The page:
SSQ Riverstone® architectural stone was selected for use as wall cladding in the Grand Buffet, one of the casino’s six restaurants which, the casino’s website proclaims, offers diners “the longest buffet-bar in Asia – over 200ft of sumptuousness!”. (Can’t wait to try the fortune cookies!)

Miramar Hotel, Hong Kong, Riverstone Architectural

Miramar HotelLocation: Hong Kong
Architect: Design Corporation, Sheung Wan, Hong Kong
Slate Used: SSQ Riverstone® architectural stone

This 50 year old hotel, formerly known as the Miramar Hotel, re-opened its doors on the 18th September 2009 after undergoing a USD$65 million transformation. As the general manager commented ‘The hotel, now renamed as the Mira Hotel, is stylish, iconoclastic and highly individualised and it exists and aims to create an unforgettable city experience. It is said that the truth is rarely pure and simple: here is a destination so desirable, it’s closer to fiction’.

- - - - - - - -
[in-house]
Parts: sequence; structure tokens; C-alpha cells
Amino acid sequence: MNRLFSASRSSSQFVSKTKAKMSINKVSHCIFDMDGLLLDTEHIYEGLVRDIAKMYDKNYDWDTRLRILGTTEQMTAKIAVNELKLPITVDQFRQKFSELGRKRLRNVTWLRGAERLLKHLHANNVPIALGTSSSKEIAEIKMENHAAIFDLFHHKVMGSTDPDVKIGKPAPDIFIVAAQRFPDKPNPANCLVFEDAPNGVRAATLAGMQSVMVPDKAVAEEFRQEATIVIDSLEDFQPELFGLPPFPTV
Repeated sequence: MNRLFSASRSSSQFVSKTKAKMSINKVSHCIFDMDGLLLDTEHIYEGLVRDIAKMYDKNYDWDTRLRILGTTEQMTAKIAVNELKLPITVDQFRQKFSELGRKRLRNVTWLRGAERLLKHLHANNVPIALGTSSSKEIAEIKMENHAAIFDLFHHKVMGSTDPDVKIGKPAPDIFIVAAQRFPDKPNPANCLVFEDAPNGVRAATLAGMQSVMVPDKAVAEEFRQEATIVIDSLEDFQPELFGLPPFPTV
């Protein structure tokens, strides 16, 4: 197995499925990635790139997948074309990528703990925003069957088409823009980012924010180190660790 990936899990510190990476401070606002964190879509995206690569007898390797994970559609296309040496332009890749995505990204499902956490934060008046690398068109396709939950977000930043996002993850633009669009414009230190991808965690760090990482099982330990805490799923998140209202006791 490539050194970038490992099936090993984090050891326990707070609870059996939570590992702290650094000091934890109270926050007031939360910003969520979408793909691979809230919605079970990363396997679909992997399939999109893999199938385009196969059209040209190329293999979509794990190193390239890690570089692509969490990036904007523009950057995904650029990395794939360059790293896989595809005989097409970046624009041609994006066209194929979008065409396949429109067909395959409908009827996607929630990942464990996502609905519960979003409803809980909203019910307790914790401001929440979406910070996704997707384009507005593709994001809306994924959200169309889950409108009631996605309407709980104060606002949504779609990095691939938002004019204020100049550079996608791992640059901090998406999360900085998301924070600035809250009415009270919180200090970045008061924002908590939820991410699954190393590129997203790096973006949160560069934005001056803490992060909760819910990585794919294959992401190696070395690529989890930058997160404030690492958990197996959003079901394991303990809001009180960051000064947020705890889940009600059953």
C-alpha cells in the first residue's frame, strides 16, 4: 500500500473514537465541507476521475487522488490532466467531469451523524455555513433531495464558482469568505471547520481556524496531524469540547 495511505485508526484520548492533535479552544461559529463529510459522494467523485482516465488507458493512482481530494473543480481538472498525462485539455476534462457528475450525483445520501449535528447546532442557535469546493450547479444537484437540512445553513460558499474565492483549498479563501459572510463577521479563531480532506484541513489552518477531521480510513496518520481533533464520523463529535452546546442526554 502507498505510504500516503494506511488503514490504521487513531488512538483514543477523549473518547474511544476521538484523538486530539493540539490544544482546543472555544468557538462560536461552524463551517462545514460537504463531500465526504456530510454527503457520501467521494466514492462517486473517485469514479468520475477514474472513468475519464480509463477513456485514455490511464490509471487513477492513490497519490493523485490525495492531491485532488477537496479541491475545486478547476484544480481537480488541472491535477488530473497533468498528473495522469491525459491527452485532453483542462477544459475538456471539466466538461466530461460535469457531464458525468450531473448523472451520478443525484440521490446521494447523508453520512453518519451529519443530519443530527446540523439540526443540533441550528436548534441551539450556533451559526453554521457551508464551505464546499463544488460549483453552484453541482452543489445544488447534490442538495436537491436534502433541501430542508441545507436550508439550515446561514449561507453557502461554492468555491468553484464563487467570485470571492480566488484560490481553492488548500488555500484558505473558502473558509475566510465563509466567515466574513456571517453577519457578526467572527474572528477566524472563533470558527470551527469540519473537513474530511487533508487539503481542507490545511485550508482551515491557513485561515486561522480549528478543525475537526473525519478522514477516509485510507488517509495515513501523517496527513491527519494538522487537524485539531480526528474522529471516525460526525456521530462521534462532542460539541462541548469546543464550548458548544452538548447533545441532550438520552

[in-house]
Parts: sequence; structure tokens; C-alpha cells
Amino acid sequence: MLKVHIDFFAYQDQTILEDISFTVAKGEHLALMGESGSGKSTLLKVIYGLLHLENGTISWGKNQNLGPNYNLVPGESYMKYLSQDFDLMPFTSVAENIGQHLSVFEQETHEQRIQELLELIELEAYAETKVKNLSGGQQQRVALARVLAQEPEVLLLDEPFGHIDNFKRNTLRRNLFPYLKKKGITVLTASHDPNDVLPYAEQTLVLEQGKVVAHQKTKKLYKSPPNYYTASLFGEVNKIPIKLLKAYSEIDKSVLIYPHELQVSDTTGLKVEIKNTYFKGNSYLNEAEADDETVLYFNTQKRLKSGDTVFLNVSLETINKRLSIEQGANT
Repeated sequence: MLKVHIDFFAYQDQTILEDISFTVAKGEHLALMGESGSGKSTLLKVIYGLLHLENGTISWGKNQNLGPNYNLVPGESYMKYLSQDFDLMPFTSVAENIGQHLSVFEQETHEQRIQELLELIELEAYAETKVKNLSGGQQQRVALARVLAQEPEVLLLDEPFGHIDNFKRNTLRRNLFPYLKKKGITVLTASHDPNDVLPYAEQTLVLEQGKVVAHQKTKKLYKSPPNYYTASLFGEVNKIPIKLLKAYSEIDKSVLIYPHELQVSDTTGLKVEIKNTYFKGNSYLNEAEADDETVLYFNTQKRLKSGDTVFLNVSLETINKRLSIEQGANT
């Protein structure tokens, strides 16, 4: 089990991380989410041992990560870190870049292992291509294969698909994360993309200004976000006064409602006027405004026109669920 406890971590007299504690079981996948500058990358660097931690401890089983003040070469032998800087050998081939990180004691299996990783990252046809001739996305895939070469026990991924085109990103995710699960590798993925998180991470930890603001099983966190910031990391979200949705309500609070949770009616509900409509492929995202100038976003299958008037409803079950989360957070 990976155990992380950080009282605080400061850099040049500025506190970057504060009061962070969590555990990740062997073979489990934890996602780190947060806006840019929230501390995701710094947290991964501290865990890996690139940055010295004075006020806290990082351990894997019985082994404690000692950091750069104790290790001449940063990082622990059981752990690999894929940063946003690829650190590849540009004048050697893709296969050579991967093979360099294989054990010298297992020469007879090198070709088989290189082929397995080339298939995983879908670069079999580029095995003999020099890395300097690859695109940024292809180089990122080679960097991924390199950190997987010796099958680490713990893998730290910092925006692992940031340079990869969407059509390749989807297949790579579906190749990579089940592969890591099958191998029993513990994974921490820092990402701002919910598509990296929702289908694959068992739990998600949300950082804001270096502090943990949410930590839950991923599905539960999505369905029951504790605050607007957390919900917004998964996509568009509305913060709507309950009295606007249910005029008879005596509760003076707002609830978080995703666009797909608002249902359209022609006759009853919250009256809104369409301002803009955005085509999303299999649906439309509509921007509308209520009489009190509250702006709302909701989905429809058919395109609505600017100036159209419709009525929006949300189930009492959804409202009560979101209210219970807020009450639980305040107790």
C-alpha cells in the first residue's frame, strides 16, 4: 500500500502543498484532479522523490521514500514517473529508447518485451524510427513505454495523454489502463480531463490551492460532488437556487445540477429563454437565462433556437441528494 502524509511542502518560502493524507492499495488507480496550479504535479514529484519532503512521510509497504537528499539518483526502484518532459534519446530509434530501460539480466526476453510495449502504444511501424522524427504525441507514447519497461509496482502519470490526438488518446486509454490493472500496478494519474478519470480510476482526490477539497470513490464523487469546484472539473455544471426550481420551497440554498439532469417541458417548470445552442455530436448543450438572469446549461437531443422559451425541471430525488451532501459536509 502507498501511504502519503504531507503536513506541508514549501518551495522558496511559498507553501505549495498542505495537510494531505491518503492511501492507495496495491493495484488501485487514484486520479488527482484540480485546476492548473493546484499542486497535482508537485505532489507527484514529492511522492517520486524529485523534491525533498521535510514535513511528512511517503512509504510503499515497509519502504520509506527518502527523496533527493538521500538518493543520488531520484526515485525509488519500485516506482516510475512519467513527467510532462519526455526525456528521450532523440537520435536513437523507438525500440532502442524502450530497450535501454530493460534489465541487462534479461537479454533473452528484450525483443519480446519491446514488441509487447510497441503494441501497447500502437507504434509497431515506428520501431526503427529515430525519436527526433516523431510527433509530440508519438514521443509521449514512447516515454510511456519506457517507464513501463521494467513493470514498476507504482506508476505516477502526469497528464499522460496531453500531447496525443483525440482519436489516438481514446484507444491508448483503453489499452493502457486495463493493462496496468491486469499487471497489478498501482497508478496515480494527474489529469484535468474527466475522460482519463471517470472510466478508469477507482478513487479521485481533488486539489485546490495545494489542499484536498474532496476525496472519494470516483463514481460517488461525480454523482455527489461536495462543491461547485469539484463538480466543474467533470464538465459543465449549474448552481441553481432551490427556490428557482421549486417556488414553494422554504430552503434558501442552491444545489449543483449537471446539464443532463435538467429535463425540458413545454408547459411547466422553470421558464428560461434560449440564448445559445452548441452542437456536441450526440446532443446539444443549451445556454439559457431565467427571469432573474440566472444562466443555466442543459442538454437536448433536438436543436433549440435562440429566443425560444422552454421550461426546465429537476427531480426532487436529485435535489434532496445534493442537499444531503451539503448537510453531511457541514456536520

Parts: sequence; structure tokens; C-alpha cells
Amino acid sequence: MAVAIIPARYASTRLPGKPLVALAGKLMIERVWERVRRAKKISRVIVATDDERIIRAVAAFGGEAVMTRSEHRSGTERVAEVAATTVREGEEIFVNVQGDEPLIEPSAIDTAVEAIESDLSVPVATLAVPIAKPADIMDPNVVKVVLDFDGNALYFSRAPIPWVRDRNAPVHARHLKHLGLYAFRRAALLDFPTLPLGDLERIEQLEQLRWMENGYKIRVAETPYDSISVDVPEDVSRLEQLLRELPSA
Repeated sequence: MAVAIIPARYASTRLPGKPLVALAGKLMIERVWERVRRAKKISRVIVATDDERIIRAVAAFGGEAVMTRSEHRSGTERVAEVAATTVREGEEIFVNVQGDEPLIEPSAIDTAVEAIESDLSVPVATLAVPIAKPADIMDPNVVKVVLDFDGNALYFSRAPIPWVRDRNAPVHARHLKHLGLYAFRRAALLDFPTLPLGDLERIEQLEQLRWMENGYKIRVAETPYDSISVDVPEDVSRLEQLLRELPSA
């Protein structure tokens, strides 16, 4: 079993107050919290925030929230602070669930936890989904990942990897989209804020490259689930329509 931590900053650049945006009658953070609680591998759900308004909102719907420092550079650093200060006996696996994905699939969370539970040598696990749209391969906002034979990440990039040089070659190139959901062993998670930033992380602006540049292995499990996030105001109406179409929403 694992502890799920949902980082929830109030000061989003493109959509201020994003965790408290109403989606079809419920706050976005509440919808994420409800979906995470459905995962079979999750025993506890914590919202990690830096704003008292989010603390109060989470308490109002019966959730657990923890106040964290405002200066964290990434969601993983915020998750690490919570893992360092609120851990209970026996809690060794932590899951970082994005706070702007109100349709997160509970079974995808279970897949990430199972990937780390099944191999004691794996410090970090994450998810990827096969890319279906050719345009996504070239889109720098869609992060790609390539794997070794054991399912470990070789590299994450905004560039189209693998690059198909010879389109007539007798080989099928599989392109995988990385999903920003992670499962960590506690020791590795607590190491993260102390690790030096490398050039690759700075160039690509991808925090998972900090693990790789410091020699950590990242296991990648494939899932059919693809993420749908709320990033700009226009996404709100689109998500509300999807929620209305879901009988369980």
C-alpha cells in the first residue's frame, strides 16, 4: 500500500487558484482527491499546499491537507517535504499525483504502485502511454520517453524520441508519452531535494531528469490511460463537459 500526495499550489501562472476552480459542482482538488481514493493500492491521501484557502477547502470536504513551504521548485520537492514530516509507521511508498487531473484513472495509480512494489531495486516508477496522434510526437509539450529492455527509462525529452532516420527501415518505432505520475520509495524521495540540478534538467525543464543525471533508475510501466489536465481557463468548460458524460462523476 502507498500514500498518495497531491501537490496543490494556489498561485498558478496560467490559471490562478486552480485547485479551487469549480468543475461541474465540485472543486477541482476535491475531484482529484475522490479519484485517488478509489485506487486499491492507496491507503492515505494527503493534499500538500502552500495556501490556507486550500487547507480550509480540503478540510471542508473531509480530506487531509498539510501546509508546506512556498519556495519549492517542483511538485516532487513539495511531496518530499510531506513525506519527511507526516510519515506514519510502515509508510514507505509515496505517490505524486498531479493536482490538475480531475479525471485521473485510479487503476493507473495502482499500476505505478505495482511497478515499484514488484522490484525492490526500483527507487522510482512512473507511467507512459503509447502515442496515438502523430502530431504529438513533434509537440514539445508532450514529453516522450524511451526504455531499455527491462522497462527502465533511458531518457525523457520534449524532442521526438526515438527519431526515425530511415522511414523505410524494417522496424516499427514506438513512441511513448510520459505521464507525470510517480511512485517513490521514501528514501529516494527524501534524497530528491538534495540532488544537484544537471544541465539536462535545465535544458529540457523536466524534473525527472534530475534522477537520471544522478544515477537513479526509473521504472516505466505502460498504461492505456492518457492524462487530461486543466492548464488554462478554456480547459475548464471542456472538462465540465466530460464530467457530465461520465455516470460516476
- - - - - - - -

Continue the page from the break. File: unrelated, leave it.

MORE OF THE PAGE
Riverstone was used in the 1/3 of the guestroom bathrooms (approx. 150), which includes 56 suites. A mixture of 50m2 honed and 3,000 m2 brushed antique was used to clad the walls and create the floor covering. Riverstone was chosen due to its durability and most importantly because of the inherent ‘life and character’ of the stone, complementing the vivacity and ethos of the hotel.

Not surprisingly, in the short amount of time it has been reopened, it has already won many prizes, 2 of them being entries into the coveted Condé Nast Traveller UK and US Hot lists. A worthy accrediation that makes me want to book a flight and go and indulge in what the hotel has to offer!

akmens klasika baneris lietuviskas